What if Law Schools Bid For Law Students?

Techcrunch mentions a new service called Usphere where undergrads can pay $65 to apply to 33 unnamed colleges. The colleges then send acceptances letters (or not) with the costs of tuition that the student would pay.

LSAC (Law School Admissions Council and purveyors of the LSAT) has had a service for a long time where law students can fill out a single application and have it transmitted to many (most?) law schools that participate in the program. It’s a single-sign-on idea applied to law school applications which are pretty similar from school to school.

What if they took it one step further and like Usphere allowed law schools to affirmatively "bid" for students. This already happens to a certain extent – schools compete for students – but the current system does not expose a law school applicants application to every law school. Applicants pick a small number of schools to apply to and the costs of applying to law school is not trivial (several hundred dollars in many cases).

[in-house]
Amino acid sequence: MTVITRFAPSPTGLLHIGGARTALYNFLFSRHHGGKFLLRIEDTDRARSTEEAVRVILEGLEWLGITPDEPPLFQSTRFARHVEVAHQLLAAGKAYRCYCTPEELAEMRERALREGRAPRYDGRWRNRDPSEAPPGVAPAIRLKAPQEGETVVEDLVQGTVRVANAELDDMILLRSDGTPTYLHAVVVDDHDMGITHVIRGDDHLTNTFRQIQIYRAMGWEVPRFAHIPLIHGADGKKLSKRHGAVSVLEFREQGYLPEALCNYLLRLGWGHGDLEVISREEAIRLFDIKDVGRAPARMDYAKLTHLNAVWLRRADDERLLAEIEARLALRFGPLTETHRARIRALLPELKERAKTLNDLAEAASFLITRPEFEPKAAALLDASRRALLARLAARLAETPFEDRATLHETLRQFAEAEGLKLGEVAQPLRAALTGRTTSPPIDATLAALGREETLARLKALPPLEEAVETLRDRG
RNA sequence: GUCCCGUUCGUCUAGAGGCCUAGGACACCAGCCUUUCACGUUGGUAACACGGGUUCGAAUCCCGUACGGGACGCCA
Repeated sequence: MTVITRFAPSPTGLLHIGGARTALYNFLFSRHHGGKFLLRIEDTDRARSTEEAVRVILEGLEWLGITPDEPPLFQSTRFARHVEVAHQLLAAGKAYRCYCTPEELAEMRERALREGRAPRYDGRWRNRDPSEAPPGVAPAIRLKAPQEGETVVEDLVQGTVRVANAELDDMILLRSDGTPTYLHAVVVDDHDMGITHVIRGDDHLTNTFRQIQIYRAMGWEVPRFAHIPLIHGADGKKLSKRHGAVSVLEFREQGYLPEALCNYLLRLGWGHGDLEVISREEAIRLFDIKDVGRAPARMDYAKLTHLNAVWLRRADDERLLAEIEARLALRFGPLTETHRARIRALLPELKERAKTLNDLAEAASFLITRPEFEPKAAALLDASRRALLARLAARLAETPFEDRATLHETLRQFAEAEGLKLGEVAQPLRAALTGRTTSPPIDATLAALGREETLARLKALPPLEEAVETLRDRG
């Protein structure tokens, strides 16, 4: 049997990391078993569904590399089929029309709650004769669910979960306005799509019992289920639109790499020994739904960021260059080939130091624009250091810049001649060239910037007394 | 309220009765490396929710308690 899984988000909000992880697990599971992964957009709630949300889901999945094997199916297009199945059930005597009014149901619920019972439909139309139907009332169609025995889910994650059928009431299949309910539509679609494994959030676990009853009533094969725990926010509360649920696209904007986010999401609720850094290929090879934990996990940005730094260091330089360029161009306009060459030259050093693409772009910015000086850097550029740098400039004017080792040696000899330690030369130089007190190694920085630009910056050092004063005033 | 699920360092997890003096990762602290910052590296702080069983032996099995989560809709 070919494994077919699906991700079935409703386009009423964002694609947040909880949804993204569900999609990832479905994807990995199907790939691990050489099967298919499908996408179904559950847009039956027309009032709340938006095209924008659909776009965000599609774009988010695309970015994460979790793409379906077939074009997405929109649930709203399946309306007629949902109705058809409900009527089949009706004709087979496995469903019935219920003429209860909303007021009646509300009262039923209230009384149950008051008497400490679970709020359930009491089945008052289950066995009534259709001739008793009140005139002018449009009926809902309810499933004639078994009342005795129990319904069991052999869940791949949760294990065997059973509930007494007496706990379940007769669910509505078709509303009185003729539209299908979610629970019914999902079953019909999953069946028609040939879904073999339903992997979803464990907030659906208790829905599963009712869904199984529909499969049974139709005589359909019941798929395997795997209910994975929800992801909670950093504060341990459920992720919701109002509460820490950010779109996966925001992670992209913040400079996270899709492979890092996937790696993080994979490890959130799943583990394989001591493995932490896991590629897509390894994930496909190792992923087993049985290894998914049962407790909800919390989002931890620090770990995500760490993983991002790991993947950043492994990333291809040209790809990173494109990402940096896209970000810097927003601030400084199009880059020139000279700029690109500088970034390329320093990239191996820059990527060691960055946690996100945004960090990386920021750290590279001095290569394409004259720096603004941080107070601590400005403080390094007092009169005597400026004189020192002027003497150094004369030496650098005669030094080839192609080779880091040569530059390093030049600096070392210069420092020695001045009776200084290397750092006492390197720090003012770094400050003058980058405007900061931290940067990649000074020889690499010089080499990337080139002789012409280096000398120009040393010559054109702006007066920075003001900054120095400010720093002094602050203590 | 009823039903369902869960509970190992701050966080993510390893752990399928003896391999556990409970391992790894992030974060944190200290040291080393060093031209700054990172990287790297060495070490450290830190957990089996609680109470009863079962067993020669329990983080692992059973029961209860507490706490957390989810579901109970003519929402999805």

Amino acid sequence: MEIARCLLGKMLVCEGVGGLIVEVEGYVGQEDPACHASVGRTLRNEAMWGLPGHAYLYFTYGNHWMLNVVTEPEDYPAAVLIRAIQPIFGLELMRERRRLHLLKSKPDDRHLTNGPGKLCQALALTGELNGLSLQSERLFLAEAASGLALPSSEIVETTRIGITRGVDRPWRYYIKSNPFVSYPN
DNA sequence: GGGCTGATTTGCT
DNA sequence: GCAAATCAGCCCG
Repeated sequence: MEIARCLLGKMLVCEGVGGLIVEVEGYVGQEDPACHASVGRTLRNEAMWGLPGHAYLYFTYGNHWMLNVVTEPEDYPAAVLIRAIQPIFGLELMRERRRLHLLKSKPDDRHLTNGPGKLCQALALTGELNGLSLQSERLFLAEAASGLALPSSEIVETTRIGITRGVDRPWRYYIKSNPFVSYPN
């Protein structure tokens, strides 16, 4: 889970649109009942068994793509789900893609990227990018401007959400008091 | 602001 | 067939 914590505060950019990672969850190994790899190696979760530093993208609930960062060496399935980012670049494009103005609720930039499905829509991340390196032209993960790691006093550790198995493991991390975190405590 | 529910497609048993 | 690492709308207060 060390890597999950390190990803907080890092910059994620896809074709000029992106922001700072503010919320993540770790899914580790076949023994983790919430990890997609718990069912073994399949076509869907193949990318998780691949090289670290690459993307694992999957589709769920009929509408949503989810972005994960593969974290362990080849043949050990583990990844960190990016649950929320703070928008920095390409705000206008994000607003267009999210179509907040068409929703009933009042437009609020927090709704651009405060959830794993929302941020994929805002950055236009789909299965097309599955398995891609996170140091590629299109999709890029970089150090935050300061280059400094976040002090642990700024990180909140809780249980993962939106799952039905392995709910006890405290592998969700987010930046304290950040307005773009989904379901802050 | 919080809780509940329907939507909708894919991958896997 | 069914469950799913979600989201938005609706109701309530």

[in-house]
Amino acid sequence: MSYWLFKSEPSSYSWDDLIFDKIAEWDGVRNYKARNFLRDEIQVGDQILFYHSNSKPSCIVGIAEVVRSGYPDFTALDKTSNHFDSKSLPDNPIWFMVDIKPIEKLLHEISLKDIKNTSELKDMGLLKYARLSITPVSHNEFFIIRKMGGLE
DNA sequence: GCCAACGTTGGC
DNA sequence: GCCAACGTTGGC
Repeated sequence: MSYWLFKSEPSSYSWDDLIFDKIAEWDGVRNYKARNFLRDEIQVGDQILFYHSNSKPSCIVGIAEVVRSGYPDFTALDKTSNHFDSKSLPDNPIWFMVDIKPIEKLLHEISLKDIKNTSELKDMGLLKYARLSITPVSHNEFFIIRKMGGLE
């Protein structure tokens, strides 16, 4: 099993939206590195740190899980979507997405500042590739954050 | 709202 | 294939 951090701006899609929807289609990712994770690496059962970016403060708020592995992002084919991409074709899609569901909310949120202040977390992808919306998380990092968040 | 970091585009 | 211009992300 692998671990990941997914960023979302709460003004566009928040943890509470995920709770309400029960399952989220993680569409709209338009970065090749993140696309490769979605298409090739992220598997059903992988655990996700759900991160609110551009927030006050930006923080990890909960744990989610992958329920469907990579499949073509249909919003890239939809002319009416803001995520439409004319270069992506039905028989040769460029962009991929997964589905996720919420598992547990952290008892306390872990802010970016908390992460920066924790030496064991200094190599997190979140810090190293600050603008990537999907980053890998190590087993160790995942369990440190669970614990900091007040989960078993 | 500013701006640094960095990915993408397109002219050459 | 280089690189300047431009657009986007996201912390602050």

My idea is a riff on Usphere where law schools can view all the applications whether the student has indicated they want to apply or not. This would allow them to approach students that might not otherwise have applied. I believe it could be handled smoothly without generating a boatload of unwanted spam. Schools could indicate a willingness to make an offer and applicants could see who is looking at them.

The network statistics from this would also be amazingly interesting. What kinds of applications result in what kinds of offers? What types of applicants are schools looking for?

As the Techcrunch article points out about USphere, this is more like a Match.com or dating service where personality traits and desired personality traits are matched up …. maybe more like an eHarmony for law school admissions.

It would be difficult to predict if law schools would participate or if there would be any benefit. It sure seems like it would be a good idea. It’s a way to escapte the "tyranny" of measuring applicant quality by only LSAT score, GPA and undergrad institution rank.

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